Disaster Relief

Dear Clients, Colleagues and Friends,

On September 29, President Trump signed into law P.L. 115-63, the “Disaster Tax Relief and Airport and Airway Extension Act of 2017.” The Act, which provides temporary tax relief to victims of Hurricanes Harvey, Irma, and Maria.

  • Businesses that qualify for relief may claim a new “employee retention tax credit” of up to $2,400 for qualified wages paid per eligible employee.
  •  Relief for individuals includes, among other things:
  • Personal casualty losses WILL NOT be subject to the phaseout of 10% of adjusted gross income
  • tax-favored withdrawals from retirement plans
  • the option of using current or prior year’s income for purposes of claiming the earned income and child tax credits.

Please contact our offices to schedule an appointment should you wish to discuss how any of these provisions may be of benefit to you or your business.

How Hurricane Irma Impacts Your 2016 Income Taxes

Dear Clients and Friends;

We hope you and your families are safe and sound after hurricane Irma. As our neighborhoods and communities recover, we’d like to remind you of a few income tax considerations related to some of the hardships and losses you may be facing because of the storm;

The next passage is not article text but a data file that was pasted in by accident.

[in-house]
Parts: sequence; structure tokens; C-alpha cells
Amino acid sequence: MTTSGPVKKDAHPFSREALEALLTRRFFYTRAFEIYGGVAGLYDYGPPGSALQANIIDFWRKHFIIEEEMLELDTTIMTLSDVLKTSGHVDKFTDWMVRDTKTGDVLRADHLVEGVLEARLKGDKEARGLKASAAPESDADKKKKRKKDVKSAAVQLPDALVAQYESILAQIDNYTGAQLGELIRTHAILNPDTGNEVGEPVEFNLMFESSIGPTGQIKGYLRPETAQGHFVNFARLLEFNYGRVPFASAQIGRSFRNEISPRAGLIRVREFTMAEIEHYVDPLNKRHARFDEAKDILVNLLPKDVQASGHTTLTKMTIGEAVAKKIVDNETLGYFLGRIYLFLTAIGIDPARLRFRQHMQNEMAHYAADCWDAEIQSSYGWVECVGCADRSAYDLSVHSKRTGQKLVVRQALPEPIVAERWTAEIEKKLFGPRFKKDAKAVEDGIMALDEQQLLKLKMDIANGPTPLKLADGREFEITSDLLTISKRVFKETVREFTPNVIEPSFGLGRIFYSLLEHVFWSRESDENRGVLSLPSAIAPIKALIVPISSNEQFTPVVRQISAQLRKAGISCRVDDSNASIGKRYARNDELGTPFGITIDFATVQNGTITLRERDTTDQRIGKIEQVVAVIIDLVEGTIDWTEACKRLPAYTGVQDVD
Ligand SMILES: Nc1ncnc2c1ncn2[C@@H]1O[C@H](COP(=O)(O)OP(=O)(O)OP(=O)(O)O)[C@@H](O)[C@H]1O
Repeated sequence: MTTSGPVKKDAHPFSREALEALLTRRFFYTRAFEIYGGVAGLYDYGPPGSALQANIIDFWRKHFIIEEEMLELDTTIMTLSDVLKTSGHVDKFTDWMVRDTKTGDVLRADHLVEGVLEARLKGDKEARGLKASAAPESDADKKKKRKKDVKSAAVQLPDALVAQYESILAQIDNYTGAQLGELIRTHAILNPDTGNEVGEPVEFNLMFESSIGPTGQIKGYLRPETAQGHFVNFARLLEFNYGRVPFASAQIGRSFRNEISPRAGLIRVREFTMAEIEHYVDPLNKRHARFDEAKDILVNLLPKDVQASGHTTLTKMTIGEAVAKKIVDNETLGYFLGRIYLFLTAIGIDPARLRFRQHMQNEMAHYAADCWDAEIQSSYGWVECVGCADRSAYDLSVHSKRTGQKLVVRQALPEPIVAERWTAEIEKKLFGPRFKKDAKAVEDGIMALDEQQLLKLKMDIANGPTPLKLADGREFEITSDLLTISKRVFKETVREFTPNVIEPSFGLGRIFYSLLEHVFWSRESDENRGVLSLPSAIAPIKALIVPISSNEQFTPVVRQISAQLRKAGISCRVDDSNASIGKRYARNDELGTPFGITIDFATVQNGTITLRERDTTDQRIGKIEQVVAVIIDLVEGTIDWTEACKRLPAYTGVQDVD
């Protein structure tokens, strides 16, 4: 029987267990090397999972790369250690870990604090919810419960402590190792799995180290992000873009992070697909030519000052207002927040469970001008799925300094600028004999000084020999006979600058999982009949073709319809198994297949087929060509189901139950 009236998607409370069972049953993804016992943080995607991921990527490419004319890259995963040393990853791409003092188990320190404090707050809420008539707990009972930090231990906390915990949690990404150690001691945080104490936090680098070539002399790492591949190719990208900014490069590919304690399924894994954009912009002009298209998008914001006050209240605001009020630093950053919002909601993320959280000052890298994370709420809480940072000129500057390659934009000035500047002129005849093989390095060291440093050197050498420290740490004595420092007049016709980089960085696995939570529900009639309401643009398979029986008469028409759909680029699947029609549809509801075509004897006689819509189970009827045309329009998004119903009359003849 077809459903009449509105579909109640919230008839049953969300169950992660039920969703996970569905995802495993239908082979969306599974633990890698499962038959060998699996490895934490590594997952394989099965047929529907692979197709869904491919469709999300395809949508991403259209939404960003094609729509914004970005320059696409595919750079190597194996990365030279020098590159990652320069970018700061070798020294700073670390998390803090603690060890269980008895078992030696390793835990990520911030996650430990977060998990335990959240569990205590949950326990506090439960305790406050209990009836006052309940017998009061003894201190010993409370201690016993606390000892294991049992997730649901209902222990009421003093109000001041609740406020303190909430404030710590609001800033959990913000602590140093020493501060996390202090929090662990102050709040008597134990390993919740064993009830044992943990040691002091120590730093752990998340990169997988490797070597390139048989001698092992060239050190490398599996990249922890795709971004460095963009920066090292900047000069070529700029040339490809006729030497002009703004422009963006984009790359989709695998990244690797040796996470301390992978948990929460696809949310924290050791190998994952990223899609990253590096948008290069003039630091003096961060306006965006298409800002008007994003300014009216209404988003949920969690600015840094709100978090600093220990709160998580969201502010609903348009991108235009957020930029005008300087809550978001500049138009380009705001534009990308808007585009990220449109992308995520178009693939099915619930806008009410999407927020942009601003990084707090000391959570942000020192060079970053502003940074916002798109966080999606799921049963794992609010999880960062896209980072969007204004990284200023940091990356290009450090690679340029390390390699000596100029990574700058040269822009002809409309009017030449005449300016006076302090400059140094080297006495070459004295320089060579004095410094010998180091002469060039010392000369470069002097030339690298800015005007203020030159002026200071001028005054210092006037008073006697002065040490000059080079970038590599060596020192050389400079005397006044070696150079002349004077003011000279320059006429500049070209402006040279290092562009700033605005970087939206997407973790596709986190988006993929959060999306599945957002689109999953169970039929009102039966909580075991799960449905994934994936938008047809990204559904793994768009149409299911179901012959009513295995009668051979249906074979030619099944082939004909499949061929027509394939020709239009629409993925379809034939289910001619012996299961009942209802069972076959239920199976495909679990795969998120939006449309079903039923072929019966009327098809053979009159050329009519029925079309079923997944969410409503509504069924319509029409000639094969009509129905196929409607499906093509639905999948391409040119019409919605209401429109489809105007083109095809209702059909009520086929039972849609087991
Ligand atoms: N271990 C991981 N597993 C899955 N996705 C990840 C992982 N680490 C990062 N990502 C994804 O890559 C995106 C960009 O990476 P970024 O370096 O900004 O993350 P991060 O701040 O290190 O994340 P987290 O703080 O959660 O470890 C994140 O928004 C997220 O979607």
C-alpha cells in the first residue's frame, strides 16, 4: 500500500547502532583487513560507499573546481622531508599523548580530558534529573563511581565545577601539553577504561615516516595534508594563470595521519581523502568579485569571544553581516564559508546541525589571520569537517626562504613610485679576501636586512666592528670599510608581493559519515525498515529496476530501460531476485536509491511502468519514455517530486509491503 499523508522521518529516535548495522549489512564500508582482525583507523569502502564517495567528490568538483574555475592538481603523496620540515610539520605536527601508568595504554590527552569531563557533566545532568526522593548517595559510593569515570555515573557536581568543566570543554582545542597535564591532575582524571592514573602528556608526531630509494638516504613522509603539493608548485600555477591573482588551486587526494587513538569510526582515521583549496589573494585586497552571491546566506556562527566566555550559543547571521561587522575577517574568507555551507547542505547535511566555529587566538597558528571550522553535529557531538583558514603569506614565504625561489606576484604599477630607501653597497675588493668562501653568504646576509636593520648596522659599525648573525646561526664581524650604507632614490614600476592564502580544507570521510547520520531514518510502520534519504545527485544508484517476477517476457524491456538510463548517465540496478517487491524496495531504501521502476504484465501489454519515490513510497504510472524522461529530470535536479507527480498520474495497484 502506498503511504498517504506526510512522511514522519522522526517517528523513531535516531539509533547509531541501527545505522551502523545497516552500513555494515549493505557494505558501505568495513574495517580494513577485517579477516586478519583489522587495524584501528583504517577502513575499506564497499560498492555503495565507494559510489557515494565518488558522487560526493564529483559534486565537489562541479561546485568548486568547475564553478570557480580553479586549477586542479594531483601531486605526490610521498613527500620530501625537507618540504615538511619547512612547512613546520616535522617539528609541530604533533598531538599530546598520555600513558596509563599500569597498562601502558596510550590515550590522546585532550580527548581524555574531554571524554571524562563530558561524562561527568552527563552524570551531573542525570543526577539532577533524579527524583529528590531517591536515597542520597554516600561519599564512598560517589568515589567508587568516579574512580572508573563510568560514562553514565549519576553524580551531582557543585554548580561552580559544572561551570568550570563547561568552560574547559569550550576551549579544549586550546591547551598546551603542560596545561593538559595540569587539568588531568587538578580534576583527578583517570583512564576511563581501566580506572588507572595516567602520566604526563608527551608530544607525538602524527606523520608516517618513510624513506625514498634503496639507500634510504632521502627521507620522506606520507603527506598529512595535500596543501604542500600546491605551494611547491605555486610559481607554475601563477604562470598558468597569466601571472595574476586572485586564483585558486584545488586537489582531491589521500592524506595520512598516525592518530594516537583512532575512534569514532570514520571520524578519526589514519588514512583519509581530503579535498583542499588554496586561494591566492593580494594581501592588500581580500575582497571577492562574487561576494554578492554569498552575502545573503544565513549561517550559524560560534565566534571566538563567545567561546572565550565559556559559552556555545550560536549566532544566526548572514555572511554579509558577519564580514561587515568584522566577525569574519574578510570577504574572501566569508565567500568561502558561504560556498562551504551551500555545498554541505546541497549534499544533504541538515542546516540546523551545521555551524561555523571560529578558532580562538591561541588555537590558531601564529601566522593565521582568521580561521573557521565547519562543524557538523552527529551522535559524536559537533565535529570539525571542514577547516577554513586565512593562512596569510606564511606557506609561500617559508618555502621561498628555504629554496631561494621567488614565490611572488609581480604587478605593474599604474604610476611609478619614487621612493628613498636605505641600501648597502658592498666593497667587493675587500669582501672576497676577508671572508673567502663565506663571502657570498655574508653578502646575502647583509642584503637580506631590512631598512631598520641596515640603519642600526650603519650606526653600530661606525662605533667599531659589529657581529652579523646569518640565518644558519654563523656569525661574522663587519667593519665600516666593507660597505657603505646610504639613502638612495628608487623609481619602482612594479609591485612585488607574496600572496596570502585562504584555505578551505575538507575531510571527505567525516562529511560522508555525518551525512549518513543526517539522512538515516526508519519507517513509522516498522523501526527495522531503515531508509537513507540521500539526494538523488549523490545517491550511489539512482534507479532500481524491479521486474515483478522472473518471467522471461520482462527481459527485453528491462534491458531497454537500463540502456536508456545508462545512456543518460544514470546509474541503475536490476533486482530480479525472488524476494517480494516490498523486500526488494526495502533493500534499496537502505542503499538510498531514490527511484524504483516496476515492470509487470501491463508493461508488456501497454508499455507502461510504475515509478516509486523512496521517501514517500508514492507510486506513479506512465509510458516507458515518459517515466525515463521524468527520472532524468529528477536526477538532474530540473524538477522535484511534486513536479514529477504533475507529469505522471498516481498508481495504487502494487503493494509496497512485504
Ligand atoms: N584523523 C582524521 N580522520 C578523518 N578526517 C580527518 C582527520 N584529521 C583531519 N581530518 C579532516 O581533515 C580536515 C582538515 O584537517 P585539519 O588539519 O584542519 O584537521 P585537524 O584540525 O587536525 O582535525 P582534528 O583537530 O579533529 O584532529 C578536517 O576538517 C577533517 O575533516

• Taxpayer’s affected by Hurricane Irma will have until January 31, 2018, to file their 2016 returns.

• Damage to your personal residence and personal property is deductible as an itemized.
deduction, subject to certain limits, to the extent it is not reimbursed by insurance.

• Damage to business assets is deductible to the extent it is not reimbursed by insurance AND taxpayer’s have two years to reinvest insurance proceeds to defer any gains realized because of insurance proceeds received in excess of the adjusted basis of the business property.

• Taxpayer’s may have the option of deducting the hurricane losses on their 2016 or 2017 tax returns which would allow for the deduction to be taken in the year in which the taxpayer would get the most benefit.

• Be careful of solicitations from organizations regarding charitable donations towards hurricane relief and/or companies offering to do repair work on your property. There will be a lot of imposters out there attempting to scam you out of your money.

Please don’t hesitate to contact us with any questions you may have regarding these or any other hurricane related issues.

Thank you
Davidson and Nick, CPA’s

Claiming the New Qualified Plug-in Electric Drive Motor Vehicle Credit (NQPEDMV)

IRC Sec. 30D
Form 8936 (Qualified Plug-in Electric Drive Motor Vehicle Credit)